Top 10 English Financial Vocab Words

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Money, Money!

Hi! I’m Ryan from Go Natural English, and today, I’m talking about financial vocabulary! Finance is basically the management of money, which plays a powerful role in many parts of life, and whether you’re frugal…or an impulsive spender, having an understanding of some of the fundamental words associated with money can help you make better Financial Vocab decisions! 

In 2016 and 2017 I spent many months backpacking around South America and Europe…and it was my understanding of words like credit, interest, and net that helped me stay on track with my money, and continue my travels and adventures! So I’ve gathered these, and others, and created a list of essential Financial Vocab for today’s lesson. Hopefully, they’ll be helpful for you on your English journey, just like they were for me 🙂

And stick around to the end of the post where I’ll share a funny travel story using one of the words we learn today!

Alright, let’s get after it!

Gross Money?!

#1) Gross

Today’s first word is gross. You might already know this word to mean disgusting, but in finance, ‘gross’ is the amount of money BEFORE taxes and other deductions are taken out. For example:

“My gross salary is 80k, but after taxes, I only have 50k.” Which reminds me of an old saying in English: the only certainties in life are death and taxes!

#2) Net

But there is actually a word for the amount of money left AFTER all the expenses are removed, and that word is net! So using the previous example, I could say: “My gross salary is 80K, but my net salary is only 50k.” You will find both of these words are most useful when talking about salaries, or money earned from a business operation.

Less Taxes. Yes Please!

#3 & #4) Deduction & Exemption

There are some cases in which you will pay less taxes: these are called deductions, and other times where you won’t pay any tax: these are called exemptions! Did you know American citizens and Green Card holders are required to pay taxes no matter where in the world they live!? So I live in Germany, but I am still required to report my income to the US government. Lucky for me, I’m a student, and I don’t earn enough to pay taxes…so I am tax-exempt!

#5) Loopholes

In addition to these two, there are things called ‘loop-holes,’ which are little tricks that allow something to happen that shouldn’t happen. Usually, they involve legal things like tax. So you might say: “Amazon pays very little tax thanks to loop-holes!”

#6) Principal

Our sixth word today as Principal! And even though it is spelled the same, I am not talking about the leader of a school! In Financial Vocab, the principal amount is the original sum of money from a loan or investment! I invested a principal amount of 1000 USD. Now it is worth 1200 USD!! Wouldn’t that be wonderful…

#7) Balance

When I say balance, what do you think of?

Maybe a scale, or walking on a rope, but in Financial Vocab, the balance refers to the current amount of money in an account. So using the previous example, I could say: “I invested a principal amount of 1000usd. Now my balance is 1200 USD!” Likewise, if I borrowed money I might say, “I owed a principal amount of 1000 USD, but now my balance is 600 USD.” You should try to avoid having a balance on your credit card, otherwise, you’re losing your money!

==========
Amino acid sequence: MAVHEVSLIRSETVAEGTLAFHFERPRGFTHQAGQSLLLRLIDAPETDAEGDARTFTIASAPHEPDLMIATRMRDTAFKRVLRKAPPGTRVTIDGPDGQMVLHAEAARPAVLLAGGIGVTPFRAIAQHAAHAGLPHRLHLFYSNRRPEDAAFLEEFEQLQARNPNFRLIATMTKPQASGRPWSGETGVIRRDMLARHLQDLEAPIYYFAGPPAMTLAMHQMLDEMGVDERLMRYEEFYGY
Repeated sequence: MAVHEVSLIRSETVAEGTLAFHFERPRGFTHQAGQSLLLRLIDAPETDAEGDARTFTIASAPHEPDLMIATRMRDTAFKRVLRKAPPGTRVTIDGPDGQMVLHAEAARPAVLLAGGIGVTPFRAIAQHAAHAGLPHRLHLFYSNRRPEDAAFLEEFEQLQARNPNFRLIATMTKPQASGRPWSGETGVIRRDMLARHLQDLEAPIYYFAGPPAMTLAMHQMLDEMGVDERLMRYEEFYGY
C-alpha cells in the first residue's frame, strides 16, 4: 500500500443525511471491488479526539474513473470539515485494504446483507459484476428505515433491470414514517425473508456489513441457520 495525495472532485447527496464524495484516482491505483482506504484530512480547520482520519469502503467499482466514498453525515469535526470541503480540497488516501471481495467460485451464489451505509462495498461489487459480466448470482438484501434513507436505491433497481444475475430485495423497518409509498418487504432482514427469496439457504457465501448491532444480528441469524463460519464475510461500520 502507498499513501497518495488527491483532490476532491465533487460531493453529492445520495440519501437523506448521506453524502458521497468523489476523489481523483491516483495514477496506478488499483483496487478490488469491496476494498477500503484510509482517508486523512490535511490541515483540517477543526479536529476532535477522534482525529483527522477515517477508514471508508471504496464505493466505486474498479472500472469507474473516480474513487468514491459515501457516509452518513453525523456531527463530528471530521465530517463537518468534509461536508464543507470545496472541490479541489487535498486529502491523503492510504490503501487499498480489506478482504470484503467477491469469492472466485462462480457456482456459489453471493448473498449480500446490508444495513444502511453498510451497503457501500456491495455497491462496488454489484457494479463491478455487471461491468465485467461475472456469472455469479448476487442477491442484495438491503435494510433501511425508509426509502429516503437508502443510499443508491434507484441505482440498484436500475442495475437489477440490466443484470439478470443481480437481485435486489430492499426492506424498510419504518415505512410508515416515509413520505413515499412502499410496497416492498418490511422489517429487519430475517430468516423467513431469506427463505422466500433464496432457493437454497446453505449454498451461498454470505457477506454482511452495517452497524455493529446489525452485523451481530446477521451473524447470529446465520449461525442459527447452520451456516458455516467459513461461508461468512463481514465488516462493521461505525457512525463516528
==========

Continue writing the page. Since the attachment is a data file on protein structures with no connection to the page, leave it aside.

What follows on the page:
#8 & #9) Interest & Interest-rate

And speaking of borrowing money, we come to number 8: interest! It is one of the worst, and most important things to know when it comes to borrowing money! Interest is the fee for borrowing money. This is calculated according to the interest rate: the percentage of the balance you owe each year. Let’s look at an example:

If I borrow 1000 USD with a 10% interest rate, that means after one year I will owe 1100usd! 1000 USD from the principal, plus 100 dollars of interest (10% of 1000).

#10) Broke

So I’ve told you a lot of words about money today, but I want to end with a word that means you have no money! Broke! Broke is somewhat of a slang term used between friends or colleagues. If my friend William asks me to meet for lunch, I can say: “I can’t man, I’m broke!” 

Quick Travel Story!

I mentioned I would tell a fun travel story using one of the words! See if you can hear it 🙂 A few years ago I flew to Sweden. I took a night bus from Stockholm to Gothenburg. After I got off the bus I realized I had lost my wallet!? All my money, all my cards, gone! I was broke and had no way to replace any of those things. I sat down at the bus station. I was there all by myself. I sat there shocked, confused, and really sad. I was there for an hour, with no idea what I was going to do. Eventually, I stood up and noticed something under my foot…it was a 100 dollar bill! I was shocked again, but there was no one around me, no one for me to return this money. I took it as a sign from the universe! And used this money for the next week to pay for things until I reached a friend who lent me some money (with no interest!)

So there you have it! A fun story and list of Financial Vocab in English that you can use next time you’re dealing with money! Do you have any interesting finance stories?? Let me know in the comments below!

And if you want extra, free English tips let us send them to you by email, direct to your inbox HERE.

I hope you enjoyed today’s lesson! If you’d like to continue on your English journey, you should check out this lesson! I’ll see you next time!

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